Build an Arduino Uno R3 From Scratch Part 1

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I’ve been wondering what might be interesting as a series to write, that would help people to understand what this world of makers is that we live in, what the possibilities are, and what one can now accomplish with a little forethought and attention to detail. I wanted to cover a topic that touched on many bases, from design to fabrication to thought process, but still was grounded in a subject that was approachable be even the majority of beginners.

So I decided to build an Arduino from scratch.

Update: here is a link to the full series: Build An Arduino UNO R3 from Scratch Table of Contents

I think this is an interesting project because it involves doing something I don’t usually do: take someone else’s design and attempt to replicate it. I have four things to use as a reference for this…

  1. The official open source schematic published by arduino.cc
  2. The official way the pins and connections are laid out for shield compatibility
  3. An actual official Arduino UNO R3 here to use for comparison
  4. The firmware published by arduino.cc

Beyond that, the selection of components, the manner in which they are arranged, the design considerations that must be addressed, the research in what the subsystems are, how they work, how they interconnect and how they need to be laid out, is all on me. I’ll need to pull up datasheets to verify assumptions made from reading the schematic, too and once the board is ready for fabrication, I’ll also start digging into the firmware.

In the end, I’ll publish a full set of KiCad design files, production Gerbers that can be uploaded to OSHPark, and a BOM with all the components valid as of the time of production (not sure if I’ll maintain it long term, but we’ll see). I’ll also write all the steps necessary to go from a board with a pile of components in the shrink wrap (or cut tape as the case may be), to a fully functional Arduino. In this way, hopefully others will be able to learn and play with the files and hopefully be able to build their own Arduino UNO R3 clone.

The Arduino UNO R3 Schematic

Because the Arduino is an open source hardware design, arduino.cc publishes the current schematic and is available at this link: Arduino UNO R3 Schematic

Soooo… great. Got a schematic. Now what do you do with it?

I think the first thing I’ll want to do is try to identify some of the major subsystems. I know there’s a DC connector on there, so there will be some manner of voltage regulation. There’s a USB connector, so some USB/Serial thing will be on there. Of course there’s the microcontroller (henceforth referred to as the uC) as well.

I think printing this thing out, dead tree style, is probably a good way to go. I am incredibly grateful to arduino.cc for making these schematics public, but let us be real, these aren’t the easiest things to read. A lot of the reference designators (“R3”, “C1”, etc) are overwritten by part numbers, as are the interconnections themselves. I’m sure it would be a bit easier to read if it were color coded, or broken into hierarchical sheets. I’ll remember to do that when I get to the point of drawing my own schematic.

Looking at the printout, there are three obvious subsections. There’s the power input from the 9V jack with voltage regulation. There’s the voltage management section, which prevents voltage from being sourced from USB and the 9V jack simultaneously. There’s the uC section, comprised of two uC’s.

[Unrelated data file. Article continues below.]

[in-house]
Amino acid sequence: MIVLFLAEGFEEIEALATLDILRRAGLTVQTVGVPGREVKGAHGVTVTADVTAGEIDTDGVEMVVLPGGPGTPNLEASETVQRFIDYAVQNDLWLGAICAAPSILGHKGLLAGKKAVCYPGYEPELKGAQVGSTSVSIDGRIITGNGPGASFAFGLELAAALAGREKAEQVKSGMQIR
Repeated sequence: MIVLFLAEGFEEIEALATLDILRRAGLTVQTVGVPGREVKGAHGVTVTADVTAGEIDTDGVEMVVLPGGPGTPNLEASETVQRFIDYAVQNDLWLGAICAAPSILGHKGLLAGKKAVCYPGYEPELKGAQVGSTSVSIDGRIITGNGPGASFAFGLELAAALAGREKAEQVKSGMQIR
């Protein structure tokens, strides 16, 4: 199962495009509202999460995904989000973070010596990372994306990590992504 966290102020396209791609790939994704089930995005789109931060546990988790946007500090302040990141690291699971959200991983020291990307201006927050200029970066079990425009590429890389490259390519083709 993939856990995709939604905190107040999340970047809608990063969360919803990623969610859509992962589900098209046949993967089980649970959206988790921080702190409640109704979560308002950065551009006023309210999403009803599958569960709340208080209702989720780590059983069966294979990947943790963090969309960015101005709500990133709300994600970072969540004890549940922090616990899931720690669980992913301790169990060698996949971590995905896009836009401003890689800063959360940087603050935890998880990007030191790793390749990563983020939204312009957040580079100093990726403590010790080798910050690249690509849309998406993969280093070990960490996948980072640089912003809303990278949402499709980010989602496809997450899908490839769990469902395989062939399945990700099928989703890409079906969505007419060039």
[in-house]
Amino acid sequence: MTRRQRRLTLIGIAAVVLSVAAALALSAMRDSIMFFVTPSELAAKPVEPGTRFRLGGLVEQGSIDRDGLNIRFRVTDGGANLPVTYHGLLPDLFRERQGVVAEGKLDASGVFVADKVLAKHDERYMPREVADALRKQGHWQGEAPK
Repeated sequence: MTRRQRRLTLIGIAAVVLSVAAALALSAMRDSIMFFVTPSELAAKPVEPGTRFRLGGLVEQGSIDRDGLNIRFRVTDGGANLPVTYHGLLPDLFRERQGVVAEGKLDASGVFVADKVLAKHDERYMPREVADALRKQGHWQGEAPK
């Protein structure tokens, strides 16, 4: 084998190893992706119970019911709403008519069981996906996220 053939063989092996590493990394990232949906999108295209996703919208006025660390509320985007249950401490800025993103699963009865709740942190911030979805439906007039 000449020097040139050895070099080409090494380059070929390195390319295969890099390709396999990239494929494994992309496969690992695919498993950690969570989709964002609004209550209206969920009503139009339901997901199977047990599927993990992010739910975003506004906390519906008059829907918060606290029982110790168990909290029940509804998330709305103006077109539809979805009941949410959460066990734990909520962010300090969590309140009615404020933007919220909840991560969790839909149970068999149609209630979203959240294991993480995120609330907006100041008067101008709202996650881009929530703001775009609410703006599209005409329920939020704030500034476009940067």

Annotated Arduino UNO R3 Schematic

Going a little deeper, I want to see what the interconnection points are between the systems, besides power and ground — what signals are being communicated. It turns out there are only three signals shared in common between the two uC’s. Reset/Pin1 on the 328P is connected to Pin13/PORTD7 on the 16U2, Serial Rx/Pin2/PORTD0 on the 328P is connected to Serial Tx/Pin8/PORTD3 on the 16U2, and Serial Tx/Pin3/PORTD1 on the 328P is connected to Serial Rx/Pin8/PORTD2 on the 16U2. That’s it.

Arduino UNO 16U2 and 328P Connections

So, that means the uC section really breaks down into the USB-to-Serial interface controlled by the ATMEGA16U2, and the actual Arduino Brain ATMEGA328P-PU, that is the thing that we all think of as “Arduino”.

If you’re not familiar with the way I’m listing the pins, “Serial Tx” is the function the pin that is important to us, “Pin #” is the actual pin number on the integrated circuit itself, and PORTD# is the way the pin would be referred to in the uC’s datasheet, and in actual C code.

Arduino UNO Schematic R3 Fiddly Bits

Other things to note on the schematic that are maybe unusual for those that don’t look at these things day in and day out…

Resistor Networks

Most of the resistors on the schematic are listed as “RN#” followed by a letter. These are “Resistor Networks”, meaning a whole bunch of individual resistors bundled into a single package. The “#” is the reference designator, just like R1, R2, except RN1 and RN2, and the letter afterwards indicates which individual resistor in the package is being used.

Arduino UNO Resistor Networks

Capacitor Values

A few of the capacitors on the board are listed in nano-farad values, which is 10-9. It looks like most of those are 100nF, which is a 0.1uF capacitor, and most of those are being used as bypass capacitors.

PTC Resettable Fuses

There are a pair of resettable fuses on the schematic, but they have a semi-unusual symbol that you might not run into very often… sort of a box with a slash through it. Those are the cool little components that break the circuit whenever you inadvertently short circuit something and threaten to fry your computer over the USB cable.

Arduino UNO PTC Fuses

In part 2, I’ll start digging into voltage regulation subsystem.